Pepper Lim reckons his mom would do a hell of a job managing Malaysia’s contracts – and Lord Bobo agrees.
If Ah Ma bought a bottle of ink, went home and drew a picture and found out the ink faded after a few hours, what do you think she would do?
Do you think she would just say, “Ah well, that’s just my bad luck!”? You can be sure she would take the ink back to the shop and ask for a replacement. If the shopkeeper explained that that particular brand of ink faded after a few hours, she would then ask for a different brand. Why wouldn’t she if the ink did not do what she intend it to do?
What do you think Ah Ma would do if she bought RM10 million worth of ink and it did not do what it claimed it could do? That’s right, she would get a full refund!
But that is not what happened to RM10 million worth of ink the Elections Commission (EC) bought for the 13th General Elections (GE13) this year. The ink was supposed to be indelible. It should stain a voter’s finger for seven days. It was supposed to stop a person from voting more than once. On polling day, many voters showed that the indelible ink could be washed off with soap and water. One voter even demonstrated that the ink could be wiped off with blades of grass outside the polling station!
Guess what explanation the EC offered? The deputy chairman said, “The supplier sent what kind of quality, we don’t know.” He doesn’t know! After spending RM10 million, he doesn’t know!
If Ah Ma had been the person in charge of purchasing the indelible ink, you can bet she would take immediate action. The ink should stain a finger for seven days but it was washed off; who is at fault? Is it the fault of the Quality Control person who received the ink? Or is it the fault of the manufacturer who supplied the ink? Either way, someone’s head would roll! For RM10 million, you can bet Ah Ma would make sure she gets her RM10 million back! Unfortunately, not the EC. They came up with excuses and reasons why the ink they bought did not do what it was supposed to do.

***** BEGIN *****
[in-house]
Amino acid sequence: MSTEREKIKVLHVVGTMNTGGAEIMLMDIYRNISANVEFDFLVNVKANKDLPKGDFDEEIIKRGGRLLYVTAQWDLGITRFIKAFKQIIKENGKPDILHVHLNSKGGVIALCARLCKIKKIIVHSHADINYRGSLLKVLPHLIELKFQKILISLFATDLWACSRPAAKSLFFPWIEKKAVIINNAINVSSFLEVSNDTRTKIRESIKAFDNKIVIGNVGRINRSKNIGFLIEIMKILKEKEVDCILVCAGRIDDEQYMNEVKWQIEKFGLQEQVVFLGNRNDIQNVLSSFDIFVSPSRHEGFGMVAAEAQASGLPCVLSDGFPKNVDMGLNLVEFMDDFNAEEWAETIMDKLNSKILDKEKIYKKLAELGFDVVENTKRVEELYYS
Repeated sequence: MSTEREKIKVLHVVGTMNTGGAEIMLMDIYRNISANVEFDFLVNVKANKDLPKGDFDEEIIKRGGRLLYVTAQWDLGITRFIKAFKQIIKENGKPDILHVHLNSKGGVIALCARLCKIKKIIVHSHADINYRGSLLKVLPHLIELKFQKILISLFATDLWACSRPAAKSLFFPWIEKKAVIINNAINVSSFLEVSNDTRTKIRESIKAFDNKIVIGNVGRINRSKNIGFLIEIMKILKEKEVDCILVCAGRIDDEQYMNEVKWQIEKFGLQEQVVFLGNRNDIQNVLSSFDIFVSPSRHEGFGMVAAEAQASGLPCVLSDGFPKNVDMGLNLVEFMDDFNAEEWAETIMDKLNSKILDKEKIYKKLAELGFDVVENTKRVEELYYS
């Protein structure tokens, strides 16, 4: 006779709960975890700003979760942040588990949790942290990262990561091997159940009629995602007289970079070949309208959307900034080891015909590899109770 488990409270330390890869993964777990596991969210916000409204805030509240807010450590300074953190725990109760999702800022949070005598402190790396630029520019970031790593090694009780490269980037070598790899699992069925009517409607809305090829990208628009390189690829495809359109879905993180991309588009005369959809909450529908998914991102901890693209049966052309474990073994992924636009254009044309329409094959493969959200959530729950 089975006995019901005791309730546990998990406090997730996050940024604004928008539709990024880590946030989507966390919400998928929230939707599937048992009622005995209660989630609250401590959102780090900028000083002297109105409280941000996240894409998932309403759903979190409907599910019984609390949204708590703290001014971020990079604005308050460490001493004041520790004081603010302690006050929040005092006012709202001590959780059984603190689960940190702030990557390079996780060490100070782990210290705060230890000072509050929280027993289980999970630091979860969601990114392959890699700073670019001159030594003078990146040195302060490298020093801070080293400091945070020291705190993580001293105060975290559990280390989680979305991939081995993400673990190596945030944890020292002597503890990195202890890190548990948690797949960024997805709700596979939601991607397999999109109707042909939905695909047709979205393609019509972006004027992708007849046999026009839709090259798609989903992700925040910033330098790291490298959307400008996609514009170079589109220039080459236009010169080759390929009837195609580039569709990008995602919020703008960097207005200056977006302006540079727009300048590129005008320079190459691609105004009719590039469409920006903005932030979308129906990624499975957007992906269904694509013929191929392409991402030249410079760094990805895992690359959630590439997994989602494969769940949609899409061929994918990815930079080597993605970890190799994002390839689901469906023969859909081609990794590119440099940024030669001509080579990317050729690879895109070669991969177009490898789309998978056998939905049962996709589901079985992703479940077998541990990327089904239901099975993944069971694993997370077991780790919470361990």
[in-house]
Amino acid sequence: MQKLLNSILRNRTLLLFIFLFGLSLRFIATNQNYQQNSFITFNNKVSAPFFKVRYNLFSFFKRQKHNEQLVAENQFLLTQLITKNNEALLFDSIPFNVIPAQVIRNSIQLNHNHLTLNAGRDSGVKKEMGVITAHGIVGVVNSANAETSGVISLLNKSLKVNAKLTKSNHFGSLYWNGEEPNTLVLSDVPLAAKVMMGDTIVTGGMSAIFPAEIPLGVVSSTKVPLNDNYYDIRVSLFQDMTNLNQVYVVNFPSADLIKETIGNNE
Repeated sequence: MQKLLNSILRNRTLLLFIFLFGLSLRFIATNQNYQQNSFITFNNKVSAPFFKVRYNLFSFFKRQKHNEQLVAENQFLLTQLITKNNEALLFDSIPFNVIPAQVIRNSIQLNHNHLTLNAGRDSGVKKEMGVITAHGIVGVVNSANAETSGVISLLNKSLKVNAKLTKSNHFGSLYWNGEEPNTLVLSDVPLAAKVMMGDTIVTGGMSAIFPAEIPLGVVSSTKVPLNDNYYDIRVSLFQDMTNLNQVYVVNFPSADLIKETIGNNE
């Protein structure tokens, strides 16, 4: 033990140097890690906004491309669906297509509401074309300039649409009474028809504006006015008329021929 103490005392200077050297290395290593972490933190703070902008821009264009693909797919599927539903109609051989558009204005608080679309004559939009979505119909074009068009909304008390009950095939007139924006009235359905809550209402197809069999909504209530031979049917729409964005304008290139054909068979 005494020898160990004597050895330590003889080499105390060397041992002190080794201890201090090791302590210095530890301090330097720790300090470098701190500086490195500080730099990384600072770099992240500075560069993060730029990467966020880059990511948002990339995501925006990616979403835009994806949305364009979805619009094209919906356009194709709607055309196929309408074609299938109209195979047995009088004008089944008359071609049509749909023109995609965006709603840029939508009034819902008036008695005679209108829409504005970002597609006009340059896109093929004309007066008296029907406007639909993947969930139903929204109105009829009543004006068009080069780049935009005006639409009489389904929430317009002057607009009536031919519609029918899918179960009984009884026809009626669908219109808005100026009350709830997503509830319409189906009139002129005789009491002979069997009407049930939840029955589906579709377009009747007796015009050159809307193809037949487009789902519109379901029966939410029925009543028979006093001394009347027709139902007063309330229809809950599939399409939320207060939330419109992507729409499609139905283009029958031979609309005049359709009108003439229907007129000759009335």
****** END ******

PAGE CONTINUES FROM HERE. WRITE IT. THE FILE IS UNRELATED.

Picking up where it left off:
This kind of tidak apa attitude is rampant in our government. Nobody seems to care about the high corruption, the large amounts of money wasted or the mismanagement of public finances.
The roof of a stadium collapsed? Tidak apa lah! The roofs of two stadiums collapsed and the MACC could not find anyone responsible for it. However, a confidential investigation report by the Public Works Department cited the collapse was due to “serious engineering flaws, shoddy workmanship, inferior materials and lack of expertise”. There! Isn’t that enough to get heads rolling? If Ah Ma was in charge, the headlines would be so different. Especially so when five people were injured in the second roof collapse of the same stadium.
How long more can our country accept such tidak apa attitudes within the governing circle of our country? More importantly, how long more can we afford to? In my opinion, such corrupt practices should have been curtailed some 20-odd years ago. Our national debt doubled in seven short years from RM216 billion in 2004 to RM437 billion in 2011! If a publicly listed company faced such debt, their first business of the day would be to slash costs and increase profits in order to close the debt. However, no one in our government seems to know this!